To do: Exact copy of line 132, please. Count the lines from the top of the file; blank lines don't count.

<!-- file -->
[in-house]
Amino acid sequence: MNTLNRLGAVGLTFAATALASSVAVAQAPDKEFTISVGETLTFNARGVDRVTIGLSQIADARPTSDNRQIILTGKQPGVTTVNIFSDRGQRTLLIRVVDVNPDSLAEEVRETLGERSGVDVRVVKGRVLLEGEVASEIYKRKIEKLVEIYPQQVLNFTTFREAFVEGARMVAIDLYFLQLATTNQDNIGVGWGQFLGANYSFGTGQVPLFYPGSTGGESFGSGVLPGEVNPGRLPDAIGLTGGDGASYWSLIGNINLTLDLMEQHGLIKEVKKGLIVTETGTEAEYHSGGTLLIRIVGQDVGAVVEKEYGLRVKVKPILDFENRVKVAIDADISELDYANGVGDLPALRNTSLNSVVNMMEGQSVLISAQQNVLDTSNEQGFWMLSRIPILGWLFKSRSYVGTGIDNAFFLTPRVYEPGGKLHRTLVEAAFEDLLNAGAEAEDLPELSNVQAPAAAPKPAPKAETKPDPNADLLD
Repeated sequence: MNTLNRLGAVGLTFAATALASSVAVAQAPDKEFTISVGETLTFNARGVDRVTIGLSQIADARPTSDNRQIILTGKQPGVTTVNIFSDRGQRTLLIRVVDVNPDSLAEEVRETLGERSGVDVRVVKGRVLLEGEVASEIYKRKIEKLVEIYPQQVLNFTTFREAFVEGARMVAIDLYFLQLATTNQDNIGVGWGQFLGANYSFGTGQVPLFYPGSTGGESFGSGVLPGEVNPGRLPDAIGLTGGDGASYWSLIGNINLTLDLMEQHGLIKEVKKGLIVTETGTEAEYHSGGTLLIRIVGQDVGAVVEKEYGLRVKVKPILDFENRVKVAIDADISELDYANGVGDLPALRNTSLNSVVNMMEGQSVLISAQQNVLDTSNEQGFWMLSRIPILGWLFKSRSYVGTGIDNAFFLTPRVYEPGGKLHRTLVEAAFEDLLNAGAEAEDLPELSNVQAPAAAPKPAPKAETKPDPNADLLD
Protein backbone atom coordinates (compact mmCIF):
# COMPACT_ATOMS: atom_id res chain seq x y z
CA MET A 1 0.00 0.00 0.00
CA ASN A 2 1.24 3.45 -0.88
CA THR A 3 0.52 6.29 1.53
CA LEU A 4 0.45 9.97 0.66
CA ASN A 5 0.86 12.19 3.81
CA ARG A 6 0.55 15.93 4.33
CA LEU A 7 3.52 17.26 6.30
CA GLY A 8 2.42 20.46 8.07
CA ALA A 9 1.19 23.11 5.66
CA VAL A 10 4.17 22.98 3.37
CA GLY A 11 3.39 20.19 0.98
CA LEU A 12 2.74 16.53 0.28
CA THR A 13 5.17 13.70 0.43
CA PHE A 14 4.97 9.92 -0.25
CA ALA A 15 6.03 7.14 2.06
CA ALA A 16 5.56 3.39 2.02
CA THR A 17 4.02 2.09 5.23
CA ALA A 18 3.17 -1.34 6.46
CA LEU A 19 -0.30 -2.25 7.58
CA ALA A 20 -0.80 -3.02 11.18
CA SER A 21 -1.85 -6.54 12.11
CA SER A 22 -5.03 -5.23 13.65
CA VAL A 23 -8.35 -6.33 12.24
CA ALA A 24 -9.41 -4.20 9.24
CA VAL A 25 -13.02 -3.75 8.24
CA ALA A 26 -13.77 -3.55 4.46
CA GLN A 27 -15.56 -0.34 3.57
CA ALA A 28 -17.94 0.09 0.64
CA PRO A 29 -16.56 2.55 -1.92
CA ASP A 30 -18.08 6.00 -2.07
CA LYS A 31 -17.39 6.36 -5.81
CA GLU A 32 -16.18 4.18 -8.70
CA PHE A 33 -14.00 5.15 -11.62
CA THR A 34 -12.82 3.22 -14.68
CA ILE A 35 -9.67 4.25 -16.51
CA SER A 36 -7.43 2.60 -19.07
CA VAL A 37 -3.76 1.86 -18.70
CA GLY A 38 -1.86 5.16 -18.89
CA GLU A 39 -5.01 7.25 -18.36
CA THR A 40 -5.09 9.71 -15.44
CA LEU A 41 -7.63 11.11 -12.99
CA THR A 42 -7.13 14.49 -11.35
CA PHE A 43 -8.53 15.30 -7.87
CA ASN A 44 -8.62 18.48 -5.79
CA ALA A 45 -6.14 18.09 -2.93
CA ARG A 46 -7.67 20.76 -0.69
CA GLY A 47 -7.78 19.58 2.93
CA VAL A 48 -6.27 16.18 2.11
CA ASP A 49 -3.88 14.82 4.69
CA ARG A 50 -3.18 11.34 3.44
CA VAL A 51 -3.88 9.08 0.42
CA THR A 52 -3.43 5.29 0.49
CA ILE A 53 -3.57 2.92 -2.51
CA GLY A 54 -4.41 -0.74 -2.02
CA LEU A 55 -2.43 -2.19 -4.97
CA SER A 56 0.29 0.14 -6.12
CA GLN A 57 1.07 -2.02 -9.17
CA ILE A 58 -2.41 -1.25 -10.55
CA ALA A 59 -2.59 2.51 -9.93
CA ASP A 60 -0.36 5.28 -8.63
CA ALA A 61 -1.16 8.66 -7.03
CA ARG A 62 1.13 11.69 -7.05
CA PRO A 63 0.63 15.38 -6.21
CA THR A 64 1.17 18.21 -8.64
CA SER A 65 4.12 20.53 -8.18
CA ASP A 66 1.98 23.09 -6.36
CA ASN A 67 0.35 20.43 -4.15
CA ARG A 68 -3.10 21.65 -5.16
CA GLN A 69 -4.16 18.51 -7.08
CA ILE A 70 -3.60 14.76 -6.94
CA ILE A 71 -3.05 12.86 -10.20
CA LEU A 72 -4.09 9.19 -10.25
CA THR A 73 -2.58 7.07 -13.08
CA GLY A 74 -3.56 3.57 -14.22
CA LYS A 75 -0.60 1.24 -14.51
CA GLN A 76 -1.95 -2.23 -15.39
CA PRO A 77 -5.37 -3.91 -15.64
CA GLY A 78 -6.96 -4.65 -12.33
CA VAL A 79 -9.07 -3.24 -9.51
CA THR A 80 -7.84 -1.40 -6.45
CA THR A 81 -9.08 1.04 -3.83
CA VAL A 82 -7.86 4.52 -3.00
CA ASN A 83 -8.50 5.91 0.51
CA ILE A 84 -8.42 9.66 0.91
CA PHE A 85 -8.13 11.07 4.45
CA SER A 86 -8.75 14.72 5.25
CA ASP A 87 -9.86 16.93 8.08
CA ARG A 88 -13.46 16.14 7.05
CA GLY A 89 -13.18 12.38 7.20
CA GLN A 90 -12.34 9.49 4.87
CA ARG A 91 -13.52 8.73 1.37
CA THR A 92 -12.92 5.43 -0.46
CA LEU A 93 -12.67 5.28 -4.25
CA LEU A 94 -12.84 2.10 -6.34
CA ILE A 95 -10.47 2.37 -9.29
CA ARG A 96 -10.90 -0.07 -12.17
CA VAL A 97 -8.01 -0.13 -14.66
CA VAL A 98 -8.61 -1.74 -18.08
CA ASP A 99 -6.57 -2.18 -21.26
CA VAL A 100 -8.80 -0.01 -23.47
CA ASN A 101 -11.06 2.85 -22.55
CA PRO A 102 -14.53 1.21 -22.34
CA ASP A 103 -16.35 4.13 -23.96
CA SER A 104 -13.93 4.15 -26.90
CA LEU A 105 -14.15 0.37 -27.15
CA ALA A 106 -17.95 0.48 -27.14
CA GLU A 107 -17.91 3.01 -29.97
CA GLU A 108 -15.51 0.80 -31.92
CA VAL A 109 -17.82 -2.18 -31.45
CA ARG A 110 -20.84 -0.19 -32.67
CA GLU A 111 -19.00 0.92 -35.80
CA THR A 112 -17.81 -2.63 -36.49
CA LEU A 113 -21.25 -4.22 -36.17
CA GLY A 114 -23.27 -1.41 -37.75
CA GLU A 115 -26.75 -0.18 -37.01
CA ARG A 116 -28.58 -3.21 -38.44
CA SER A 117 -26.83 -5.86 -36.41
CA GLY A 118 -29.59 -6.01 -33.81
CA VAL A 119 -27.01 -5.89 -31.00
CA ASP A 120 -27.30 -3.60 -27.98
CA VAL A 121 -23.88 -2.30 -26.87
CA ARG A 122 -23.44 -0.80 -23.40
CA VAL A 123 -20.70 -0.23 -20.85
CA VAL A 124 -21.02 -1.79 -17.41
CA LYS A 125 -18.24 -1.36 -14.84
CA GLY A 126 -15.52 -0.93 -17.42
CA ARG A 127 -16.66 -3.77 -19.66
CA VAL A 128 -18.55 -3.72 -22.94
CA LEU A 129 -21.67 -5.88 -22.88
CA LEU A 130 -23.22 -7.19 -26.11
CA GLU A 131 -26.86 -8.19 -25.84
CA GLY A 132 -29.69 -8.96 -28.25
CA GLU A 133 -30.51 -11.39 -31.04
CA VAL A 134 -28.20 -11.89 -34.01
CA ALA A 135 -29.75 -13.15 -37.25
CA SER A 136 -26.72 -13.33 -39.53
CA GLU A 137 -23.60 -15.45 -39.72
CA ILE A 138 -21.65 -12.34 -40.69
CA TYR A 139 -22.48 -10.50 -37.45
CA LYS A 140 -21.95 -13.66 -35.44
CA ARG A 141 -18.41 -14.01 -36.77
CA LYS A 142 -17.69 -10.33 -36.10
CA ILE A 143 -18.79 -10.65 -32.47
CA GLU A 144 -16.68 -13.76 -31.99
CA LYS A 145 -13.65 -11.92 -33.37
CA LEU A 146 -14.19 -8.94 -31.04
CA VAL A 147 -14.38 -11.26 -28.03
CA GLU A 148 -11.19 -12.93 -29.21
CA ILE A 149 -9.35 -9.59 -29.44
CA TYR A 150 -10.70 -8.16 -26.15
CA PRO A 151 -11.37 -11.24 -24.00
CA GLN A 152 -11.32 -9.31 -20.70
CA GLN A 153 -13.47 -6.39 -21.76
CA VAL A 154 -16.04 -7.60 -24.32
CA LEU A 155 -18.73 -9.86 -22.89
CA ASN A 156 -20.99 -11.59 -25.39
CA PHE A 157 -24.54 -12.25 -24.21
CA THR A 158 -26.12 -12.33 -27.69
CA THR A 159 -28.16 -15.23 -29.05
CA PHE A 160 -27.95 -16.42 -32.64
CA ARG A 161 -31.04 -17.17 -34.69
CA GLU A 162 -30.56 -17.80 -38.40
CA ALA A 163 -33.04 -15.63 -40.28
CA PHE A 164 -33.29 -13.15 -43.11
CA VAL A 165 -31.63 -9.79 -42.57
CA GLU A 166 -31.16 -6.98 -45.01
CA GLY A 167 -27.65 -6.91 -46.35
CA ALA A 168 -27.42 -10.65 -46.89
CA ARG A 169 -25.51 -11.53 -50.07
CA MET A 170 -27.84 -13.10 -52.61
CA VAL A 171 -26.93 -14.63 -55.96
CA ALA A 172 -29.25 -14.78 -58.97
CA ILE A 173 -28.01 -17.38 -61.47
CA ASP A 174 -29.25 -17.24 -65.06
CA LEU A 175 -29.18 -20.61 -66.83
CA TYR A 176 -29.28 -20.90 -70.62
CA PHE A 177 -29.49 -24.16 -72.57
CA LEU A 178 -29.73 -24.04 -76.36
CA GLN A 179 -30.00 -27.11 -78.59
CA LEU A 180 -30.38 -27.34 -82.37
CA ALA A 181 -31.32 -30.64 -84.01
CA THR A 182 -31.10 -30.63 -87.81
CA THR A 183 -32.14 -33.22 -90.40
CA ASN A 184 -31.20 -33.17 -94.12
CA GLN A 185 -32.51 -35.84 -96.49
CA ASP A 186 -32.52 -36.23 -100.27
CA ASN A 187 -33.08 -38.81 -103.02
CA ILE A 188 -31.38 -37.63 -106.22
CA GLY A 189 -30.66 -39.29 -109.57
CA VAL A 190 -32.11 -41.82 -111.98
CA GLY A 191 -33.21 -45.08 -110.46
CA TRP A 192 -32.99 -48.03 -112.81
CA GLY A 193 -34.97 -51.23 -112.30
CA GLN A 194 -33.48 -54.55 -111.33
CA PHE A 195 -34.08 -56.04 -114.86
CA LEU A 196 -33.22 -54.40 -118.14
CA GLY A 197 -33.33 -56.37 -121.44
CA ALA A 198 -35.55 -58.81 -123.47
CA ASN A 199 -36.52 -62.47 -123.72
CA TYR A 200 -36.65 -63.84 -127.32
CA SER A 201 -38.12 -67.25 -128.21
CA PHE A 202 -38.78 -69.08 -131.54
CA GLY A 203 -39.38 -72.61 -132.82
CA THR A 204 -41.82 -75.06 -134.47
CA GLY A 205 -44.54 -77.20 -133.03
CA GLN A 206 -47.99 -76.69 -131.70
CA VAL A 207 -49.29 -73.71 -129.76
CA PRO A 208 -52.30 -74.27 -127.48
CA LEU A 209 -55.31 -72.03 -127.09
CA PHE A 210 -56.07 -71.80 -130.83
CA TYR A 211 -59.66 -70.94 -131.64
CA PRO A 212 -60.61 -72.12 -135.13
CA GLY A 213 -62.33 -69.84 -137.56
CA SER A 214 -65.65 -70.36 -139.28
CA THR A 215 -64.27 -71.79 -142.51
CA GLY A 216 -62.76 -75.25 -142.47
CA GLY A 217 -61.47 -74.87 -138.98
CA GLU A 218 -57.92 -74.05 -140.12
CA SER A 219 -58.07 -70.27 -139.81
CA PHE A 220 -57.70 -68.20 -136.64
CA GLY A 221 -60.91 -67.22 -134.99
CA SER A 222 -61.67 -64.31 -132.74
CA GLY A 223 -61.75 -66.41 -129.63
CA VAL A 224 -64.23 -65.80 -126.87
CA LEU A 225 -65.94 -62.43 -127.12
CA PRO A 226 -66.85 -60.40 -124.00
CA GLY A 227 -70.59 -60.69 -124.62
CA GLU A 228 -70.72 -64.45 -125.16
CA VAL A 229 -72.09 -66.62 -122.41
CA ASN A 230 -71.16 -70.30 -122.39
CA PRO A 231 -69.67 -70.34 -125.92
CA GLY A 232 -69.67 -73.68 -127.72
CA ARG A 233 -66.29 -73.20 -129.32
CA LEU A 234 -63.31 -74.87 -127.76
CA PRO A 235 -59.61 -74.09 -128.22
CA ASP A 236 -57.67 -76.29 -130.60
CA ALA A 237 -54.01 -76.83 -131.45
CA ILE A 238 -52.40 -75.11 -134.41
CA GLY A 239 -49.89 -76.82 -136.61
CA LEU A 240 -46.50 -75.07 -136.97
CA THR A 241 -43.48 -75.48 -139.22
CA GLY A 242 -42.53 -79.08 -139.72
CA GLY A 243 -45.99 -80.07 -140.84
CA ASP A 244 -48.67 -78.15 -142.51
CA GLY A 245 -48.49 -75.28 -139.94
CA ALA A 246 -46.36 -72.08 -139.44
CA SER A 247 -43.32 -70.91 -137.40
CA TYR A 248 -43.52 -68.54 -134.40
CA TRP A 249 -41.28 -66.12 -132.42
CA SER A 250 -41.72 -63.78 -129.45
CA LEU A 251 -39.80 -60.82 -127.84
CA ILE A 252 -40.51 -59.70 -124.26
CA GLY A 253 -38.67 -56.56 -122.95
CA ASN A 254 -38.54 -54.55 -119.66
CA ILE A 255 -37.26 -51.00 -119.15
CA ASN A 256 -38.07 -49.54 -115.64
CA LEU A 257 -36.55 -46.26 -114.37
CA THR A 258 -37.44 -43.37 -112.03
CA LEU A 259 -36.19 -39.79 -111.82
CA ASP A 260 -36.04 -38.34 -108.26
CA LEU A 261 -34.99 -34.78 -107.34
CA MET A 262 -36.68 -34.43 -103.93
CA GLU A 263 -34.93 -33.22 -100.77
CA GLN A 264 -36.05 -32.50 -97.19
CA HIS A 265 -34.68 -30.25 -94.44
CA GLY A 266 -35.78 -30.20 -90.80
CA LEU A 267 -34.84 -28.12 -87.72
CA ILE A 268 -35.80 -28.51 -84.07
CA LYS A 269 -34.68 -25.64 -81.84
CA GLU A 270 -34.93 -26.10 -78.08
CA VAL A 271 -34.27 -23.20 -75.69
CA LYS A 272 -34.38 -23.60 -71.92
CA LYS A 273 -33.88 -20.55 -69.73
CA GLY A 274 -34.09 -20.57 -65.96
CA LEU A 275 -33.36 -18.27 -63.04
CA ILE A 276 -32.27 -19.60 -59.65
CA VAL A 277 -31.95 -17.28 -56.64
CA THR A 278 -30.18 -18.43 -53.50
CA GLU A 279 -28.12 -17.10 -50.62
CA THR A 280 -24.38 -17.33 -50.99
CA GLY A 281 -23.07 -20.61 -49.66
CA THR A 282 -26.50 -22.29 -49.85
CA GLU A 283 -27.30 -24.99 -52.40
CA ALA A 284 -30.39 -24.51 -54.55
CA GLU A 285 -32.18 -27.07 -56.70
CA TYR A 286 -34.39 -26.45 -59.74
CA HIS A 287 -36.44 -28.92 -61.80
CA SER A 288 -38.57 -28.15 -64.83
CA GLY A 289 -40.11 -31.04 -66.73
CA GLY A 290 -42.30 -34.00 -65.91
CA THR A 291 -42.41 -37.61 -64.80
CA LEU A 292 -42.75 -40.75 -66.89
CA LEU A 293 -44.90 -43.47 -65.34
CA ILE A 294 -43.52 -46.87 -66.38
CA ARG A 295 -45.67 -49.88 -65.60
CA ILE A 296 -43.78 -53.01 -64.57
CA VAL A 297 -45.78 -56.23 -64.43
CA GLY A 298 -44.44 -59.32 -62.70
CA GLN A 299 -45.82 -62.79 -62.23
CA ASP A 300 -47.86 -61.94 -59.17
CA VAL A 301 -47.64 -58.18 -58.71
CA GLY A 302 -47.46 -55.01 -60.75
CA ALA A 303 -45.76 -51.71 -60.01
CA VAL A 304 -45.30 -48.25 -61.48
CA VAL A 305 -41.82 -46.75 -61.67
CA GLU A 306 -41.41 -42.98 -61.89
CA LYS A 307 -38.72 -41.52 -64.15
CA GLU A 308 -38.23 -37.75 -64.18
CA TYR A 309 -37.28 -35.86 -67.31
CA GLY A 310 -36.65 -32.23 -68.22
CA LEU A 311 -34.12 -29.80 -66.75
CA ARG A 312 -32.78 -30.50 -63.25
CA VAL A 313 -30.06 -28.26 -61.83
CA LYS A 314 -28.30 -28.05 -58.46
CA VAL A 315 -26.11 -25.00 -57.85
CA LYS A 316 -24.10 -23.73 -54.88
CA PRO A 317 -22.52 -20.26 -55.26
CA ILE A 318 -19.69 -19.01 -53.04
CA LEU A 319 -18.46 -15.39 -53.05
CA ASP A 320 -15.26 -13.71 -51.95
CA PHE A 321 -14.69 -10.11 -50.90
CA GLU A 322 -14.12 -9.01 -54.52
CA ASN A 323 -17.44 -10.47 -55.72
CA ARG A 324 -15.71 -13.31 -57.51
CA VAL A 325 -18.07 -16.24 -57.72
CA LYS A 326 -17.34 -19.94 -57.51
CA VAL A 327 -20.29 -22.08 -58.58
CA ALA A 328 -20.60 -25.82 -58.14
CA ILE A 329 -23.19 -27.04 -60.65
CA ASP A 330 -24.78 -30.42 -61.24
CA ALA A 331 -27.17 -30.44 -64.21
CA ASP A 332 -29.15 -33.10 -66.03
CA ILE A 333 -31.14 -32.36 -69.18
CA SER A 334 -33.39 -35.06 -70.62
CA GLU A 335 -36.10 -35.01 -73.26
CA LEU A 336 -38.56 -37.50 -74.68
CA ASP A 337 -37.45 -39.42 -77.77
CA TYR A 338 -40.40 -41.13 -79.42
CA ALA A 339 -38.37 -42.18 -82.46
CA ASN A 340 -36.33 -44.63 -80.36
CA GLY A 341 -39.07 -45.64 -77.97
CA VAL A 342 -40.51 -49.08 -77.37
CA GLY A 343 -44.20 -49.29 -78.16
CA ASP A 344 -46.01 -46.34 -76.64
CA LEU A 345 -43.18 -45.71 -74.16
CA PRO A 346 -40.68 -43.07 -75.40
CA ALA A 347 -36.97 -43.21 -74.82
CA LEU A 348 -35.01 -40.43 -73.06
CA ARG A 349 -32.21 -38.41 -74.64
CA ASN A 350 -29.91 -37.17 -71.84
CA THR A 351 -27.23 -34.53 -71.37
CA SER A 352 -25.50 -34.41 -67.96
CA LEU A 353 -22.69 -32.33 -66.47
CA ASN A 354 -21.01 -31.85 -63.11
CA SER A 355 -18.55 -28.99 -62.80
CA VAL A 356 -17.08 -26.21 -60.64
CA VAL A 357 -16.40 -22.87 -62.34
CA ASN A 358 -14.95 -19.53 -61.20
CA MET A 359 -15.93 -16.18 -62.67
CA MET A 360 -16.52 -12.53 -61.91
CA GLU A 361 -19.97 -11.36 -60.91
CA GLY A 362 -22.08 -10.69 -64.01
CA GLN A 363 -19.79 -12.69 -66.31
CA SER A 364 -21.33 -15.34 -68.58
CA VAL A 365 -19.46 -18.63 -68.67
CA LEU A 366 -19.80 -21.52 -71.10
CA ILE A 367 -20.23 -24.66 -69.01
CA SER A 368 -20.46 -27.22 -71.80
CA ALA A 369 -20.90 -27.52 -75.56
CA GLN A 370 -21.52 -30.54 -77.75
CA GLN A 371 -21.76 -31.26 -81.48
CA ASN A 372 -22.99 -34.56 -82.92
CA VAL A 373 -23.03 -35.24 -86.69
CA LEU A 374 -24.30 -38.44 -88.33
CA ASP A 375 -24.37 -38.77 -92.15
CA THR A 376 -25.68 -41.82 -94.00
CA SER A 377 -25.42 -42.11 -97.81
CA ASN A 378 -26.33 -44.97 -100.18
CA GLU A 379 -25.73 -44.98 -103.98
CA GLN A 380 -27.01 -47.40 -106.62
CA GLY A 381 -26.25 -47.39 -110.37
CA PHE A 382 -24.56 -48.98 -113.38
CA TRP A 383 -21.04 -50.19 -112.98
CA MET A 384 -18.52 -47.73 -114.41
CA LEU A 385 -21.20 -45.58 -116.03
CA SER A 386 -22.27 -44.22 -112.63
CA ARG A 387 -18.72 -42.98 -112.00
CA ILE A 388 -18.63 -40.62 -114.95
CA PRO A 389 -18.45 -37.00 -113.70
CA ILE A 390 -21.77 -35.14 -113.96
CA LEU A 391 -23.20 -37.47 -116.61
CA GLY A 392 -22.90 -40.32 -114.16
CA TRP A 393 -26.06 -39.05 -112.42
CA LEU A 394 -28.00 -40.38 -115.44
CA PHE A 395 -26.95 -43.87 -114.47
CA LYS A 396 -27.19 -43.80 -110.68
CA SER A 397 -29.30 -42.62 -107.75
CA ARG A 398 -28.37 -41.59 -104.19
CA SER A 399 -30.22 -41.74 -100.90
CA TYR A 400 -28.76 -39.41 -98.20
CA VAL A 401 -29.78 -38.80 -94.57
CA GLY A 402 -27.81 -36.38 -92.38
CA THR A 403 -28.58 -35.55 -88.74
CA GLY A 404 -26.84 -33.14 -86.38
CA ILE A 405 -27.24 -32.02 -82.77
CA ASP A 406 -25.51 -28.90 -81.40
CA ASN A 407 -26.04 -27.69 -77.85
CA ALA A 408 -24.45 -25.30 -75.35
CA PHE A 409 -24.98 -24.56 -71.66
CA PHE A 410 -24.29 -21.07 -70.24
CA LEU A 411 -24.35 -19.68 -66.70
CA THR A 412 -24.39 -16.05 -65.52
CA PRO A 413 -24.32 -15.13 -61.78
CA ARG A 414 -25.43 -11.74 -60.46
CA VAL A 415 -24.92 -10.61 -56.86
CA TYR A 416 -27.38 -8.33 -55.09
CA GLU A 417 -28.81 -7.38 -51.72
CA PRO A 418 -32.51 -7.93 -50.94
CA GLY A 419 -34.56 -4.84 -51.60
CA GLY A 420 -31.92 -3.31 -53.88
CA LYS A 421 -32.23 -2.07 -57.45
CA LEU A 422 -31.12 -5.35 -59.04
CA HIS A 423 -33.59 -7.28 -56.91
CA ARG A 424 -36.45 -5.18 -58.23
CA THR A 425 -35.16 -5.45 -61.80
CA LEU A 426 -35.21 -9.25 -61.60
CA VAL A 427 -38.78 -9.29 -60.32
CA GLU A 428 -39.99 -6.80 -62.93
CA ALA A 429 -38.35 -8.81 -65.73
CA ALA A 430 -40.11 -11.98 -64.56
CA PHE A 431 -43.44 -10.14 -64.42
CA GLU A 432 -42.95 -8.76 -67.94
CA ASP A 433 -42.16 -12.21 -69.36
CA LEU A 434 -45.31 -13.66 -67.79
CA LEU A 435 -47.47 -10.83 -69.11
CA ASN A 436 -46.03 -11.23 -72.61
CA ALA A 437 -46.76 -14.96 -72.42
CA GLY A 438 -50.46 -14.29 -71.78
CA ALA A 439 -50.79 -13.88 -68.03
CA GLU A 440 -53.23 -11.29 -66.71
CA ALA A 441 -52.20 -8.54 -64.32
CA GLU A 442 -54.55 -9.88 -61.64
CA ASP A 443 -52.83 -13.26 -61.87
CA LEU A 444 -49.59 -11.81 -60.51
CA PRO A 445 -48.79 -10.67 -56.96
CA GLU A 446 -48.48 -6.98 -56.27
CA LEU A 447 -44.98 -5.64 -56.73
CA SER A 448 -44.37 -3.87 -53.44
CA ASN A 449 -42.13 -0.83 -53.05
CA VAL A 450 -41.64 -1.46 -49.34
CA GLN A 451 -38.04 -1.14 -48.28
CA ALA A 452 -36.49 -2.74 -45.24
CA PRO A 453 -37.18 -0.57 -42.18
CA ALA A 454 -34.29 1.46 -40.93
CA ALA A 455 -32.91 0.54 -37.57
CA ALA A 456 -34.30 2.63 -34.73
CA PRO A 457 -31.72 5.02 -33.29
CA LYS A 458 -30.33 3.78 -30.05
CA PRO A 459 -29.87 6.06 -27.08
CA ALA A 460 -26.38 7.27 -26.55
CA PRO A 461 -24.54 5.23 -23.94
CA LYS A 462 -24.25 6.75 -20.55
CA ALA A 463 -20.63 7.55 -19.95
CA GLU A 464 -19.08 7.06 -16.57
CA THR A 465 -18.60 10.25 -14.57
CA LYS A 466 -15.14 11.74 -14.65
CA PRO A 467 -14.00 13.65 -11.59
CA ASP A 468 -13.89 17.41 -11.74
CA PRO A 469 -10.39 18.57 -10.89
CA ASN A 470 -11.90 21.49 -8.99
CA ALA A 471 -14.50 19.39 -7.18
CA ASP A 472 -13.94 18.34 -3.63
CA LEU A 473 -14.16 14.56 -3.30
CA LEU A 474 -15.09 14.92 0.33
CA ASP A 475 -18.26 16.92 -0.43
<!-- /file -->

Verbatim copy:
CA ARG A 127 -16.66 -3.77 -19.66